Having exceeded its budget for the past four years, the council portfolio is expected to continue this trend between 2018 and 2019, costing more than the original overspend prediction of Â£4.2m.
In a report compiled ahead of tomorrow's children and families meeting it was revealed that children's social care and safeguarding is the biggest drain on funds.
In total this service will cost Â£5.2m more than expected, with most of this to be spent on finding homes for children, via means such as adoption and fostercare. However, these costs exclude housing Unaccompanied Asylum Seeking Children (UASCs).
The report detailed: '˜The most significant area of overspend relates to the cost of looked after children placements. In particular external residential placements account for Â£3.7m of the forecast overspend as a result of placements exceeding the budgeted number by some 15 placements.'
But Portsmouth City Council's head of children and families, Cllr Rob Wood, was confident that the money was well spent. He said: 'Like many authorities across the country Portsmouth is no different in having a projected overspend for children's services.
'The welfare of any child is the portfolio'sÂ highest priority, and our detailed strategy aims to reduce the need for children to be taken into care, and avoiding the most expensive placements where possible, whilst ensuring children are kept safe and well.
'The current overspend is being carefully reviewed, and already the estimate has reduced down to Â£4.6m (from the report estimate of Â£5.1m) for this year.'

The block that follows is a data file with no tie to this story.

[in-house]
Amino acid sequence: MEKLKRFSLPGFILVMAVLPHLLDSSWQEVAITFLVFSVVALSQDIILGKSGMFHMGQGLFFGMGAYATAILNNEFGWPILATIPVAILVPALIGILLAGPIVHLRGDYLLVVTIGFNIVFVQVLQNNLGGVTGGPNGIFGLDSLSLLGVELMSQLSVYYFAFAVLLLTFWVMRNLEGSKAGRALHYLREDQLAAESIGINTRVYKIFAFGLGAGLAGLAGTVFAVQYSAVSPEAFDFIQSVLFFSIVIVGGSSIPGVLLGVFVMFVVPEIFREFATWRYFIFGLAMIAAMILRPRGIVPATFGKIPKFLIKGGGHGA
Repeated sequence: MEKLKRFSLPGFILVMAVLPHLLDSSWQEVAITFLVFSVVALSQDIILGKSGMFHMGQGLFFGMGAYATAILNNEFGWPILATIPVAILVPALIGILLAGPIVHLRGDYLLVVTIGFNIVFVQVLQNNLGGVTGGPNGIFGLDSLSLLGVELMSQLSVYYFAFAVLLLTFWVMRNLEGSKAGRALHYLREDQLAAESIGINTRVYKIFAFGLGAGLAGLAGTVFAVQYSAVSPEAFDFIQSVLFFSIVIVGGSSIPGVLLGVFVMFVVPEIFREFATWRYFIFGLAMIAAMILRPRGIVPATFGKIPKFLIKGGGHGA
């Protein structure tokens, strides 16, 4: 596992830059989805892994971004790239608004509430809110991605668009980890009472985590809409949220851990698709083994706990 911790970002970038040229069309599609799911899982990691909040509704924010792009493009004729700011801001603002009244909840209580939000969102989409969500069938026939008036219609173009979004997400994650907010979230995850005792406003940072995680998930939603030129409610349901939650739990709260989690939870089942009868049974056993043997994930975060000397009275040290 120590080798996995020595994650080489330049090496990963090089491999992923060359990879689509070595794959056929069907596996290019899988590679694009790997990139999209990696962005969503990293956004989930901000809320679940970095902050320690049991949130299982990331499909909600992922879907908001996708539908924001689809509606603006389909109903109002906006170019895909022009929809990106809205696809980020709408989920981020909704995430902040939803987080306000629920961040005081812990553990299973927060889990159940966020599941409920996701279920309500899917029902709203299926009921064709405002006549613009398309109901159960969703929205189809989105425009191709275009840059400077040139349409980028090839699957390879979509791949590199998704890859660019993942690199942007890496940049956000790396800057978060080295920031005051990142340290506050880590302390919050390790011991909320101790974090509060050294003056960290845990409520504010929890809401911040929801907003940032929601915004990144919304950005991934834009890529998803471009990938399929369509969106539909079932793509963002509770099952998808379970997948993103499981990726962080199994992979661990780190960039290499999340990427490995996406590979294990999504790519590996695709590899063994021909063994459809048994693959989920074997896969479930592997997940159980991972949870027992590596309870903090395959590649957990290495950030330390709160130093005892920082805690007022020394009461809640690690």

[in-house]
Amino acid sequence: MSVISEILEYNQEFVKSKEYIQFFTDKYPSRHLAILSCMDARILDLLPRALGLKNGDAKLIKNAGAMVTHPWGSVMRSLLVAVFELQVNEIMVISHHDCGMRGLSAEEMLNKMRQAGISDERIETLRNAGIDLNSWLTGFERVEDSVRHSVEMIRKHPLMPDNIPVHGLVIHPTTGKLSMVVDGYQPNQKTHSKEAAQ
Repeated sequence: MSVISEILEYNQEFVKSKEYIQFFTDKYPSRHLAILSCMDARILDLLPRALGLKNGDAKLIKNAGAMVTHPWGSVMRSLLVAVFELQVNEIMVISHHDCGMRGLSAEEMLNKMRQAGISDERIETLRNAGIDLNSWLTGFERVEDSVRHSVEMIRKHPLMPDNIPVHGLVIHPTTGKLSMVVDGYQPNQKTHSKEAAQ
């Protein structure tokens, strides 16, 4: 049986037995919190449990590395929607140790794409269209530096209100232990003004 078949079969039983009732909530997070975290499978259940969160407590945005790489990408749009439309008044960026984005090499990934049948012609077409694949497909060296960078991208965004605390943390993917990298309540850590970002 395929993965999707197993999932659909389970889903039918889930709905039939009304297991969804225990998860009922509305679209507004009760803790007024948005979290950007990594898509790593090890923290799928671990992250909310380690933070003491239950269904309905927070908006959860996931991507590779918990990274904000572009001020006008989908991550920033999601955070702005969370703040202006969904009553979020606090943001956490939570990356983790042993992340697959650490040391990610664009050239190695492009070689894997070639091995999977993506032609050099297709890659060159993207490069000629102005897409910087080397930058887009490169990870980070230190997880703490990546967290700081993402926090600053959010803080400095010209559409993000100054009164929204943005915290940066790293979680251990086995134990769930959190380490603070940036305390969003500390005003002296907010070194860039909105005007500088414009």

The report also highlighted that one area which underspent its budget was salaries within the early help and intervention sector, due to staff leaving the service and not being replaced. This resulted in savings of Â£87,000.
At previous children and families meetings councillors had voiced concerns that staff in the service were over-worked as a result.
However, Cllr Wood added: 'Our staff turnover is around 12 per cent, which is very low compared to many areas. We keep vacancies minimised so we can always provide a safe and efficient service that provides the best for the city's children.'
Portsmouth City Council was also noted in the report as spending less than other authorities. The report stated:Â 'Whilst spending in children's social care is outside of the allocated budget in Portsmouth, we are not considered a high spending service when benchmarked against comparators; rather, recent activity with the Local Government Association (Newton Consultants) highlighted Portsmouth as low spending in children's social care in comparison with other authorities.'
Other areas in the portfolio, troubled families and early help and intervention, are not predicted to overspend with their budgets provided by a grant and public health funding allocation.Â
Â The report will be discussed in full at a children and families cabinet meeting tomorrow afternoon.